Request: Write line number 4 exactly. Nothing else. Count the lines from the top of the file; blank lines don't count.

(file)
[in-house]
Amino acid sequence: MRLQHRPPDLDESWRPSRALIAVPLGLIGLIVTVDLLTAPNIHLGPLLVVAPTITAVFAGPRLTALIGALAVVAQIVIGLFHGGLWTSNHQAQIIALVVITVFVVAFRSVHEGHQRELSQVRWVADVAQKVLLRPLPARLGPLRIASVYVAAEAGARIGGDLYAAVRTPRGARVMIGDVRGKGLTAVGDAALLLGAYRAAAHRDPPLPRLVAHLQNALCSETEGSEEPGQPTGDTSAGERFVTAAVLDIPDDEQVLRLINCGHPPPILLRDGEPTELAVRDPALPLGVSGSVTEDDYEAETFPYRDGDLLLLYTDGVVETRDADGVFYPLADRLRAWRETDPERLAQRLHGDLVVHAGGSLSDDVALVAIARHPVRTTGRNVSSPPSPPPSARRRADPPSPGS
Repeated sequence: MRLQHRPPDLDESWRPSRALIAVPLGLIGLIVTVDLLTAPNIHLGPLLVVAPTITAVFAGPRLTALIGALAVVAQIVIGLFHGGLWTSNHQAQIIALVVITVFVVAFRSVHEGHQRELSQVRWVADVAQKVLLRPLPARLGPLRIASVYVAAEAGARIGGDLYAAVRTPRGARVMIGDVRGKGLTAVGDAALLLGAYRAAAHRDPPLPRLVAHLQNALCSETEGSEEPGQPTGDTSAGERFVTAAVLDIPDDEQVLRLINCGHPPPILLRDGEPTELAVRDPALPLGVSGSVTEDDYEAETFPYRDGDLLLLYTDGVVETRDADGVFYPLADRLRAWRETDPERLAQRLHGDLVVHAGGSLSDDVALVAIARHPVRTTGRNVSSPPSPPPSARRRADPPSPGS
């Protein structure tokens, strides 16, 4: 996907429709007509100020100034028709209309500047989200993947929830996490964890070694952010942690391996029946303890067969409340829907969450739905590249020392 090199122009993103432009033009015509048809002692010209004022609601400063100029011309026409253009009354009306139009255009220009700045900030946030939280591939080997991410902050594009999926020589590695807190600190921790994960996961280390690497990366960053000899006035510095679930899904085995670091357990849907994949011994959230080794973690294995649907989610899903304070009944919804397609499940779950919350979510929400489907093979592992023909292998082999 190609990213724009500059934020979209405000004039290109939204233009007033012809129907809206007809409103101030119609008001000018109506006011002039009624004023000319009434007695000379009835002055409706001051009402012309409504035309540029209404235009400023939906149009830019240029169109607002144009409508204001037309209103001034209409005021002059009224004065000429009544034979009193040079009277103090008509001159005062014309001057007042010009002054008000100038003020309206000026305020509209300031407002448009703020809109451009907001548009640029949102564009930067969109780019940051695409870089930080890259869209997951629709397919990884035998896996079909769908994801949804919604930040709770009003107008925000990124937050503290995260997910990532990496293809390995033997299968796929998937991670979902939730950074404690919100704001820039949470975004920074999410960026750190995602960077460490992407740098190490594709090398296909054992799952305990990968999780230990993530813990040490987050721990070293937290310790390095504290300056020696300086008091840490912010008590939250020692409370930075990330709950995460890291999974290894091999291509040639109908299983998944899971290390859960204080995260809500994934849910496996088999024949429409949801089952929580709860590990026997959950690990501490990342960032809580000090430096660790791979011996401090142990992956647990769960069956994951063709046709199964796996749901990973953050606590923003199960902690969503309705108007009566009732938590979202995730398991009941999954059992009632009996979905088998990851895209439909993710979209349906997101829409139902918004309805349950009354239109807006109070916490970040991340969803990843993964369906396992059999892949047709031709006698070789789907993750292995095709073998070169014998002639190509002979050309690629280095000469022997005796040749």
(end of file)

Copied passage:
């Protein structure tokens, strides 16, 4: 996907429709007509100020100034028709209309500047989200993947929830996490964890070694952010942690391996029946303890067969409340829907969450739905590249020392 090199122009993103432009033009015509048809002692010209004022609601400063100029011309026409253009009354009306139009255009220009700045900030946030939280591939080997991410902050594009999926020589590695807190600190921790994960996961280390690497990366960053000899006035510095679930899904085995670091357990849907994949011994959230080794973690294995649907989610899903304070009944919804397609499940779950919350979510929400489907093979592992023909292998082999 190609990213724009500059934020979209405000004039290109939204233009007033012809129907809206007809409103101030119609008001000018109506006011002039009624004023000319009434007695000379009835002055409706001051009402012309409504035309540029209404235009400023939906149009830019240029169109607002144009409508204001037309209103001034209409005021002059009224004065000429009544034979009193040079009277103090008509001159005062014309001057007042010009002054008000100038003020309206000026305020509209300031407002448009703020809109451009907001548009640029949102564009930067969109780019940051695409870089930080890259869209997951629709397919990884035998896996079909769908994801949804919604930040709770009003107008925000990124937050503290995260997910990532990496293809390995033997299968796929998937991670979902939730950074404690919100704001820039949470975004920074999410960026750190995602960077460490992407740098190490594709090398296909054992799952305990990968999780230990993530813990040490987050721990070293937290310790390095504290300056020696300086008091840490912010008590939250020692409370930075990330709950995460890291999974290894091999291509040639109908299983998944899971290390859960204080995260809500994934849910496996088999024949429409949801089952929580709860590990026997959950690990501490990342960032809580000090430096660790791979011996401090142990992956647990769960069956994951063709046709199964796996749901990973953050606590923003199960902690969503309705108007009566009732938590979202995730398991009941999954059992009632009996979905088998990851895209439909993710979209349906997101829409139902918004309805349950009354239109807006109070916490970040991340969803990843993964369906396992059999892949047709031709006698070789789907993750292995095709073998070169014998002639190509002979050309690629280095000469022997005796040749």